This photo was taken on May 23, 1984 at The Beverly Theatre, in Beverly Hills, CA. (The day before Dylan's 43rd birthday) As House Photographer for The Beverly Theatre, I was asked by theatre owners Jay Marciano and Bob Stein to "get down to the theatre and bring lots of film." This was probably the only time I was asked to shoot at The Beverly during the day. Imagine my surprise when I arrived to find out that the reason I had been called in was to photograph...Bob Dylan. Cloaked in mystery, he was rehearsing with Carlos Santana just prior to leaving on their European Tour. This was definitely one of those magical moments in music history. But the adventure didn't stop there. Waiting in the Beverly's business office with owners Jay, Bob, and Steve - who should walk in but legendary producer, Bill Graham. Okay. Everyone keep cool. There were brief introductions, followed by an announcement that the rehearsal was about to begin. I was heading toward the door trying to be inconspicuous with my camera bag, when someone barked "No photos! Mr. Dylan wants no photos. " Sheepishly, I muttered "Ok", and walked out the door, dazed by the drastic change of plan. Accepting my fate, I was heading toward the front exit when Jay Marciano, who had followed me out of the office, grabbed my arm and said firmly "Nancy, get these photos. I don't care what it takes, but get them." I swerved and tip-toes up the staircase to the balcony. I stepped in, looked around, and was delighted to see that I was the only person up there. Suddenly feeling very clandestine, I began to plot how to proceed. Thankfully my trusty OM-1 was one of the most silent 35mm's going at the time, and as I never used a motor winder, the likelihood of anyone hearing me as I shot off frame after frame was remote. But I had not anticipated having to shoot the rehearsal from the balcony, and suddenly wondered what - if anything - could be accomplished with a 100mm f2 lens. I put camera to eye and Dylan looked miniscule in the frame. This wouldn't work. Then I remembered an old, seldom-used and rather wonky 2x doubler attachment that was buried in the bottom pocket of my bag. So now thanks to this funky little adapter, I was shooting with a 200mm lens with f4. Hardly optimum for low lighting conditions. Now what? Thank God for Tri-x film, which could be 'pushed' up to 1600 ASA rather effectively. So that's how the above photo was achieved! I managed to shoot 2 rolls of B&W film and one roll of color, before other people began drifting into the balcony. Afraid of being apprehended or, at the very least, humiliated for disobeying direct orders from the artist I decided to make a hasty exit. Years later I was asked during an interview by a Dylan Fan Club Magazine in Scotland "What songs were they rehearsing?" And you know, only then did I realize how frightened I must have been because - I could not recall a single song!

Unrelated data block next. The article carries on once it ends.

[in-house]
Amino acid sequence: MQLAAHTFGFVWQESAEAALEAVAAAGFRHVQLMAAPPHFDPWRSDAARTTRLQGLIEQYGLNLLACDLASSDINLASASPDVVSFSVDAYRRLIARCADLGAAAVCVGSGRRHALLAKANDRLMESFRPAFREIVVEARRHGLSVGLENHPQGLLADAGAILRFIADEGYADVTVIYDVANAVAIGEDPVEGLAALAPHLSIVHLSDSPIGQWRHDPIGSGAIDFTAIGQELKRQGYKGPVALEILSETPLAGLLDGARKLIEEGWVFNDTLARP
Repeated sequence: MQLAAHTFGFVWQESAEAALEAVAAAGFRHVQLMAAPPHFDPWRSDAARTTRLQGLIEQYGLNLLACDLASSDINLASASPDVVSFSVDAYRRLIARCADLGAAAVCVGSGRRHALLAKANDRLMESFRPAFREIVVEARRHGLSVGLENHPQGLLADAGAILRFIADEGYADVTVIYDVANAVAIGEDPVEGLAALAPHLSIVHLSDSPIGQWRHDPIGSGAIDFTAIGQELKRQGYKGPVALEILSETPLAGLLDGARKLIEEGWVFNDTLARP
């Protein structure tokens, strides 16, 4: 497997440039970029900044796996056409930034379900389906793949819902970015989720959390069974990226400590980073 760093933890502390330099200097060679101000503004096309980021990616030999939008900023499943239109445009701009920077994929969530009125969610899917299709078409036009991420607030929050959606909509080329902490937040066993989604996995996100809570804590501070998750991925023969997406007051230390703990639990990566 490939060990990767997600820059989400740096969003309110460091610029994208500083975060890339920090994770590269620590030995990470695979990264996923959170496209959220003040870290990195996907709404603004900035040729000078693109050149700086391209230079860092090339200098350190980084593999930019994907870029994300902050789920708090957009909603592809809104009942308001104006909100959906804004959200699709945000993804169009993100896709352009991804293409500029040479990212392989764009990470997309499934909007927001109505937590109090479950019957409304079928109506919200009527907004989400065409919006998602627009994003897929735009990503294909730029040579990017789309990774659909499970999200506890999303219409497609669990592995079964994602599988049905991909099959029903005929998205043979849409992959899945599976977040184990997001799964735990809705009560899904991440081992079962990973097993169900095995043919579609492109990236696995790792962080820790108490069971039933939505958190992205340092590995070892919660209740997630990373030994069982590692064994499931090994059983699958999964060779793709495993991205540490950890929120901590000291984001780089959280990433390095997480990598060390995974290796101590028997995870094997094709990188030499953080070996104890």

The final episode of this story involves a call I received the following week from Rolling Stone Magazine in NYC. "We understand you have photos of Dylan rehearsing with Santana?" Oh dear. How even the most secret-of-secrets manages to slip out in the music industry. Hesitantly I said, "Yes, why do you ask?" Response: "Well, we're doing a feature and wanted to use one of your shots of Dylan on the cover." Still nervous about the circumstances under which the photos were taken, I explained the unexpected drama that proceeded the shoot.
And so it happened that my first big break as a photographer - having one of my photos on the cover of Rolling Stone - went unheralded...un-captioned, but happy to say - NOT unpaid!